How did Trump engineer a victory for ZTE?
IN MAY this year, Chinese tech giant and telecommunications chip manufacturer ZTE came under fire for allegedly spying on Americans using its phones, and for doing business with North Korea and Iran despite sanctions.
As a result, the US banned the company from doing with American companies for seven years. Since ZTE relied on components manufactured in the US, this dealt a blow to the company, threatening its existence.
However, soon after announcing the ban, President Trump had a change of heart and sought to get ZTE back in business.
President Xi of China, and I, are working together to give massive Chinese phone company, ZTE, a way to get back into business, fast. Too many jobs in China lost. Commerce Department has been instructed to get it done!
— Donald J. Trump (@realDonaldTrump) May 13, 2018
The Commerce Department removed the ban on ZTE in mid-July, shortly after the company deposited US$400 million in a U.S. bank escrow account as part of a settlement reached last month.
The settlement also included a US$1 billion penalty that ZTE paid in June.
Unfortunately, the US President’s sympathy for the company wasn’t shared by his colleagues in Congress. As a result, a battle ensued that sought to undo Trump’s decision (and resulting actions) to save ZTE.
Following a two month battle, it seems that Trump has finally won. According to the South China Morning Post (SCMP), the White House beat opposition in Congress recently to save the Chinese company.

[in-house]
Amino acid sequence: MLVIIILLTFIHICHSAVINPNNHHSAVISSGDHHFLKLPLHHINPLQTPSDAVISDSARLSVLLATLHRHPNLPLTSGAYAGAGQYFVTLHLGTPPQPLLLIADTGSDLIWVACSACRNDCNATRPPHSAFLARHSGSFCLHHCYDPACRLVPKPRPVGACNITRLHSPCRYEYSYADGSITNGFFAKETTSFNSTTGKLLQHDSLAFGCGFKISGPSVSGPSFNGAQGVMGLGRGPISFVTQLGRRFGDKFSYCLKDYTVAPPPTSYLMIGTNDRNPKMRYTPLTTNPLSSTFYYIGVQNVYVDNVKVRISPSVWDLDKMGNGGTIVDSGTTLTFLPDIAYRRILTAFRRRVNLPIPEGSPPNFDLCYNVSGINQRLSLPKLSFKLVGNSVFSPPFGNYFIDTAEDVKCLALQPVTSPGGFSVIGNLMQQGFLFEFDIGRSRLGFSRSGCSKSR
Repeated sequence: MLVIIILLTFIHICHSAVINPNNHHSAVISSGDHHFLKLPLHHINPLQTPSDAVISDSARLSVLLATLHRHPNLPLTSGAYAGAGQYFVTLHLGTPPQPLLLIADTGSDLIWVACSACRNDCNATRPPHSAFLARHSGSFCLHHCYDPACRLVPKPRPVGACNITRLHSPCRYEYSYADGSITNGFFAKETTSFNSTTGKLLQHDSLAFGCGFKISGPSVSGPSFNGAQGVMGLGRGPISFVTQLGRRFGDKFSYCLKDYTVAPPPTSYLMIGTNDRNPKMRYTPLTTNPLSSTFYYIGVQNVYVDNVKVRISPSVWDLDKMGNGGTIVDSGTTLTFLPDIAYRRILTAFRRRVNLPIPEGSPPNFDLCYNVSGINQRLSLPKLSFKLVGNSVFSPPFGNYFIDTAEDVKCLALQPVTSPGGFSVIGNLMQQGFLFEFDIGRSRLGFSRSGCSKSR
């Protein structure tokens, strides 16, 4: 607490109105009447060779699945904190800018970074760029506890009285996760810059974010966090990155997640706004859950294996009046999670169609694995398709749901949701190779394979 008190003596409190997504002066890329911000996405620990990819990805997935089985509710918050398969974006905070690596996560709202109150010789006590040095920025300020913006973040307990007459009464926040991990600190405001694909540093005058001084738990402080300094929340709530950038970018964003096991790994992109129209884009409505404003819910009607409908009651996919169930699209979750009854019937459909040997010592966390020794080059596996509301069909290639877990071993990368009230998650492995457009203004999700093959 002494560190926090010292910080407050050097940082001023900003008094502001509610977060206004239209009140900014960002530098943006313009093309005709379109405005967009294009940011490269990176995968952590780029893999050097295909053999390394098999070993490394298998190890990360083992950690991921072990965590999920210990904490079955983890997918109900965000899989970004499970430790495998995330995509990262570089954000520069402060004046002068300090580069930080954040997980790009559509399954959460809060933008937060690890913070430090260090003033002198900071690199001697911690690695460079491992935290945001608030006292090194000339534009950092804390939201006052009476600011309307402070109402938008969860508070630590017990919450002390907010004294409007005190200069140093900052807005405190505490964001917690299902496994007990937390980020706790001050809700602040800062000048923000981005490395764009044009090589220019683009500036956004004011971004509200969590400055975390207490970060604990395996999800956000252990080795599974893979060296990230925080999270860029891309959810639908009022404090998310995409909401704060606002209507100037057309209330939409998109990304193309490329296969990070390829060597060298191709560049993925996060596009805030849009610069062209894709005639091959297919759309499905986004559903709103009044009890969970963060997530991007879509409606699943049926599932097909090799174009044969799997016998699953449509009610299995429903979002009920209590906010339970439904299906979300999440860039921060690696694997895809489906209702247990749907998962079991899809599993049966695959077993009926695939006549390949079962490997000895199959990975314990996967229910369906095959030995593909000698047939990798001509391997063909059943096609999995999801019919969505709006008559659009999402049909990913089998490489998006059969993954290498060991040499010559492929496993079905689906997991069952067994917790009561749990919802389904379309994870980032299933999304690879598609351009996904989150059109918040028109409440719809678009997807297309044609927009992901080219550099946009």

In exchange, however, legislators have supported a strengthening of the inter-agency Committee on Foreign Investment in the United States (CFIUS), which analyses mergers and stock purchases by foreign companies for potential threats to national security.
“Despite bipartisan support to put American national security before jobs in China, the Republican leadership refused to take any real, substantive action on ZTE. Instead, they joined President Trump in bowing to Beijing. It’s weak and shameful,” said Democratic Senator Chris Van Hollen.
“By stripping the Senate’s tough ZTE sanctions provision from the defense bill, President Trump – and the congressional Republicans who acted at his behest – have once again made President Xi and the Chinese government the big winners,” said Democratic Senator Chuck Schumer.
However, despite the unhappy senators, Trump seems to have won. An amendment backed by two Republicans and two Democrats would have reinstated the sanctions but was stripped out of the must-pass defense policy bill.
However, lawmakers took an alternate route in order to hammer out differences between the Senate and House versions of the National Defense Authorization Act, which authorizes military spending but is generally used as a vehicle for a broad range of policy matters.
Providing support for one got the US President his victory on the other.
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